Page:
Onychomatricoma on the fourth toenail: A rare tumor in a rare localization
How to cite this article: Antunes-Duarte S, Fraga A, Soares-de-Almeida L. Onychomatricoma on the fourth toenail: A rare tumor in a rare localization. Indian J Dermatol Venereol Leprol 2023;89:408-10.
Onychomatricoma is a rare benign tumor of the nail matrix, characterized by finger-like projections that invade the nail plate. The fingernails of Caucasian women are most commonly affected. Because this tumor can easily mimic other more prevalent ungual diseases, it is crucial to be acquainted with its characteristic clinical and histopathologic features. The authors present a case of a 40-year-old man with an onychomatrichoma in the fourth left toenail, which was initially misdiagnosed and treated as onychomycosis.
Onychomatricoma is a rare and benign tumor of the nail matrix.1 It predominantly affects the fingernails of Caucasian women during the fifth decade of life and typically is slow-growing and painless.2 Although onychomatricoma has a unique set of clinical and histopathologic features, its rarity and the lack of knowledge about this disease contribute to a frequent mistaken and late diagnosis. Herein, we report a case of a 40-year-old man with an onychomatricoma in an unusual localization, the fourth left toenail which was initially misdiagnosed and treated as onychomycosis.
A 40-year-old Caucasian man presented to our outpatient department with a two-year history of asymptomatic discoloration and thickening of the fourth left toenail. He denied any previous local trauma. For the clinical suspicion of onychomycosis, he was treated by his primary care physician with a three-month regimen of oral terbinafine, and topical amorolfine for eight months, without improvement.
Dermatologic examination revealed a hypertrophic and dystrophic nail with longitudinal ridging, transverse and longitudinal over-curvature and brown-yellowish discoloration [Figures 1a and b]. Nail plate dermoscopy demonstrated white longitudinal grooves. All the other toenails and fingernails were unaffected.
A clinical diagnosis of onychomatricoma was suspected, and we opted to perform an exploratory surgical procedure. A careful avulsion of the nail plate revealed a polypoid tumor with digitiform papillary projections emerging from the nail matrix [Figure 2a]. The ventral view of the extracted nail plate evidenced multiple parallel cavities [Figure 2b], fitting perfectly in the tumor surface. The tumor was completely excised [Figure 2c], and histopathological examination demonstrated a fibroepithelial neoplasm with filiform projections [Figure 3], corroborating onychomatricoma’s clinical diagnosis. Periodic acid-Schiff histochemical staining was negative for fungal organisms.
Since the first description of onychomatricoma by Baran and Kint in 1992, fewer than 100 cases have been reported.1 Although etiology remains unknown, nail plate trauma and onychomycosis have been identified as possible predisposing factors of this tumor.3
Fingers are more commonly affected than toes with a prevalence of 64%.4 When the onychomatricoma reaches toenails, most cases are found in the big toe and sometimes in the second or the third toe. In 2015, Di Chiacchio et al. reported a large series of 30 onychomatricoma, where 11 cases were found on the toenails: seven in the big toenail, two in the second toe and two in the third toe.4 In 2016, Coutellier et al. were the first to describe an onychomatricoma on the fifth toe of the left foot in a 68-year-old female.5 We were unable to find any previous reports of onychomatricoma on the fourth toenail.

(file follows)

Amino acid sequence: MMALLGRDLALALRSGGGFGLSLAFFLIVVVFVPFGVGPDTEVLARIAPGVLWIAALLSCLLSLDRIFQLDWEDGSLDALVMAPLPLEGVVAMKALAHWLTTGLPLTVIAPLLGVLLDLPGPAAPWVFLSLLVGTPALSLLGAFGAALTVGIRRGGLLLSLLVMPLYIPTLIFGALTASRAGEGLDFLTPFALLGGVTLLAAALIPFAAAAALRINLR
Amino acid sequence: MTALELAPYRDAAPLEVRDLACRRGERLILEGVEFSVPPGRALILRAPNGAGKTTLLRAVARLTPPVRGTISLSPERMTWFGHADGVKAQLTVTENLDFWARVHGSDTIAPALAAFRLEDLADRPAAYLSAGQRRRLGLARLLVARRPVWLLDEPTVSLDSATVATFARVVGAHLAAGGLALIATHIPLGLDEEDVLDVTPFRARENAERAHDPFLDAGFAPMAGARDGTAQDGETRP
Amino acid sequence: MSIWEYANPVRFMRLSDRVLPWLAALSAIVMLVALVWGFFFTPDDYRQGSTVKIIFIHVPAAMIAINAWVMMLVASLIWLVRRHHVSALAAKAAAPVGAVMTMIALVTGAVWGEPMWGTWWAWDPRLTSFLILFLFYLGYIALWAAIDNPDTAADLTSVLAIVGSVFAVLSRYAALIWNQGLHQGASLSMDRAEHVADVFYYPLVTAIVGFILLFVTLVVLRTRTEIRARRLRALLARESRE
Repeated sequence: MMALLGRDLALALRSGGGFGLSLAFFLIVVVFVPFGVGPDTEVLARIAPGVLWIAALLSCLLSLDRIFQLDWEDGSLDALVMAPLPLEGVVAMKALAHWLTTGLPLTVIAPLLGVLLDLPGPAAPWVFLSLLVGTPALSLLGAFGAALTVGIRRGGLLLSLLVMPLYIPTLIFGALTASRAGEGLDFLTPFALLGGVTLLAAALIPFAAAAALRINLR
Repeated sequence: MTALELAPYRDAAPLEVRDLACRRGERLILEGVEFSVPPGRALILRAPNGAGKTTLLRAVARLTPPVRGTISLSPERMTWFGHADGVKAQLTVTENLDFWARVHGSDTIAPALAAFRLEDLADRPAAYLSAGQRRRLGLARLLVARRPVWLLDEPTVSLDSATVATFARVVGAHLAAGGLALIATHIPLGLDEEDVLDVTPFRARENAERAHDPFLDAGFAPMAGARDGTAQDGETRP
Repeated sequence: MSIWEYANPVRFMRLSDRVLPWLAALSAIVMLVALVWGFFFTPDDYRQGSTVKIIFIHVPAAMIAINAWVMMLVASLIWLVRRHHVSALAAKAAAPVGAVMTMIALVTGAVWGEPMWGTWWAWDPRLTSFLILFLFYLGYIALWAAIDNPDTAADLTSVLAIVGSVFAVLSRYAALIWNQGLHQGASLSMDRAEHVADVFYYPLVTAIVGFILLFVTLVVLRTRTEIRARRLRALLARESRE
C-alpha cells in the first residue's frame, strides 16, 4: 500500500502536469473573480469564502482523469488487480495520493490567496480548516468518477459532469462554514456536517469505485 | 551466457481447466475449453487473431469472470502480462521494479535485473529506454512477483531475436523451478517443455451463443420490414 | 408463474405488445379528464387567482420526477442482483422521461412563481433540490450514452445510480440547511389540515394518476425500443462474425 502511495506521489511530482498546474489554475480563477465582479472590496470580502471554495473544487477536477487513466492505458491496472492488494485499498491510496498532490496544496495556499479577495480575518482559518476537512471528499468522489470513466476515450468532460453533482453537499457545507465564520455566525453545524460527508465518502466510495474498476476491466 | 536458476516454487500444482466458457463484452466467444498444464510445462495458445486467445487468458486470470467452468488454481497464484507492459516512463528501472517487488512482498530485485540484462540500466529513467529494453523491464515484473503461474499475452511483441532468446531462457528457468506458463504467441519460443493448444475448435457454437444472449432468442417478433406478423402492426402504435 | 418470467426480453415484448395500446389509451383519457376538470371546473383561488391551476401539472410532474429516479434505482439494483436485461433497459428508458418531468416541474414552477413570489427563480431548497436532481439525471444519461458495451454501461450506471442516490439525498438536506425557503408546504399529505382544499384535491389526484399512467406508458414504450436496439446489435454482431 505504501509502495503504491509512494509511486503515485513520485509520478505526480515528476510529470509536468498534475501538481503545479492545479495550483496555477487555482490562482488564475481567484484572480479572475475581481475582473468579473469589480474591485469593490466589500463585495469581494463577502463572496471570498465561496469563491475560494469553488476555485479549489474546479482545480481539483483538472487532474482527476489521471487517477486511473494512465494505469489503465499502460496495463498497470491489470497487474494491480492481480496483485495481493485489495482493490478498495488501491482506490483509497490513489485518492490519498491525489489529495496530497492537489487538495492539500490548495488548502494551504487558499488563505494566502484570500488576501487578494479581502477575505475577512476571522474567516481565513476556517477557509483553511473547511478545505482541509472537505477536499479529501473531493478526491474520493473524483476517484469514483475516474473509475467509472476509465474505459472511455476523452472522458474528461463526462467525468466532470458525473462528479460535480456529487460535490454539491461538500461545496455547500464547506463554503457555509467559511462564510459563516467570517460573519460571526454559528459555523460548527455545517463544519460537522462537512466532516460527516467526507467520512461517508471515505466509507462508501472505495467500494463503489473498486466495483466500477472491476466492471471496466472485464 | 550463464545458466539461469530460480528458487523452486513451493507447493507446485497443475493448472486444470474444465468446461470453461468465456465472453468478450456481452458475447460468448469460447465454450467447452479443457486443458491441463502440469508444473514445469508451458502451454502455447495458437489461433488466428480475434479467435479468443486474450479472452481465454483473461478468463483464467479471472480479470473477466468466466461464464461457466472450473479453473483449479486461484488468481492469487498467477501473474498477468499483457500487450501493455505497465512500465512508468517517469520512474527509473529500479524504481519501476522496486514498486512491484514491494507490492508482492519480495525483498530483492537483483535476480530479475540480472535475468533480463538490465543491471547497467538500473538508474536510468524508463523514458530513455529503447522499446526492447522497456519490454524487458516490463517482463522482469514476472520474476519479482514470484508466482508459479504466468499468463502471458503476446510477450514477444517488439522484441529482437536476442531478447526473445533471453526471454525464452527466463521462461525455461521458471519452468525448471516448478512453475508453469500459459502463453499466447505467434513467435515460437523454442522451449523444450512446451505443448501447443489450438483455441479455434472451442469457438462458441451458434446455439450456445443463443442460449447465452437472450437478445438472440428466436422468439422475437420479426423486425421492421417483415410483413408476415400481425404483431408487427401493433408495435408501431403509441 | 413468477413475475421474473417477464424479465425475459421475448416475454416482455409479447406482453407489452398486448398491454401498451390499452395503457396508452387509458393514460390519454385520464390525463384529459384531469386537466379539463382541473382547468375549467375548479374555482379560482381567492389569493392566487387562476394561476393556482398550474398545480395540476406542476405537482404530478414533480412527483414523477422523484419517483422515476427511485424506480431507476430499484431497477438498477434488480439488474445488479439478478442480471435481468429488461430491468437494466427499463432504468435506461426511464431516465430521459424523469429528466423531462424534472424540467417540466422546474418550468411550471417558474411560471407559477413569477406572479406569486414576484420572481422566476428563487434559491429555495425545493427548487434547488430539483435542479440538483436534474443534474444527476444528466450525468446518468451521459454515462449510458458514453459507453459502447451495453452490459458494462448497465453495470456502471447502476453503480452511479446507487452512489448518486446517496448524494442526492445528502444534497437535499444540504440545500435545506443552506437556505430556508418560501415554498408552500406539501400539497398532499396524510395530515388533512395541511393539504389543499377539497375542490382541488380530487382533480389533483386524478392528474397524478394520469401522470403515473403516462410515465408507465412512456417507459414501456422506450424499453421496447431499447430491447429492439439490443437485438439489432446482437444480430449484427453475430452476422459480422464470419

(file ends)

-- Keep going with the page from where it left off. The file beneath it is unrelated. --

The classic tetrad signs of onychomatricoma include thickening of the nail plate, transverse or longitudinal over-curvature, xanthonychia and multiple splinter hemorrhages.6,7 Other possible presentations are nail dystrophy, erythronychia, melanonychia, plate fracture, paronychia and dorsal pterygium.7 The clinical diagnosis of onychomatricoma can be challenging because it can easily mimic many other nail tumors and diseases, including the most prevalent ungual disorder—onychomycosis.8 Consequently, onychomatricoma should be considered in the differential diagnosis of patients with onychomycosis-like changes failing to respond to proper antifungal treatment, as in this case. The index of suspicion should increase when a single dystrophic nail is involved. Notably, cases of onychomatricoma with concomitant onychomycosis can also occur, as the channels within the nail plate created in onychomatricoma provide a favorable environment for fungal invasion.6,8
Onychoscopy, nail clipping, ultrasound and confocal microscopy may aid in onychomatricoma’s diagnosis.7 Dermatoscopy criteria include longitudinal parallel white lines, parallel lesion edges, splinter hemorrhages, dark dots, nail pitting and thickening of the free edge.9 However, the gold standard diagnostic method is surgical biopsy with histopathological examination.7 Intraoperatively, a filamentous tumor with digitiform projections that penetrate the nail plate leading to woodworm-like cavities is usually found.10,11 Histopathological evaluation characteristically exhibits a fibroepithelial tumor composed of a proximal pedunculated base and a distal zone with multiple epithelial digitations.2,3 A biphasic fibrous stroma, superficially cellular and deeply collagenized and relatively hypocellular, is present throughout the tumor.2,3
Onychomatricoma should be kept in mind in the differential diagnosis of nail apparatus changes to avoid misdiagnosis and proper treatment delay. The current case illustrates the importance of suspecting an underlying onychomatricoma toward a single long-standing distorted nail unresponsive to fungicidal treatment. It well highlights onychomatricoma’s described clinical and histopathological features and is of particular interest due to its unusual localization on the fourth toenail.
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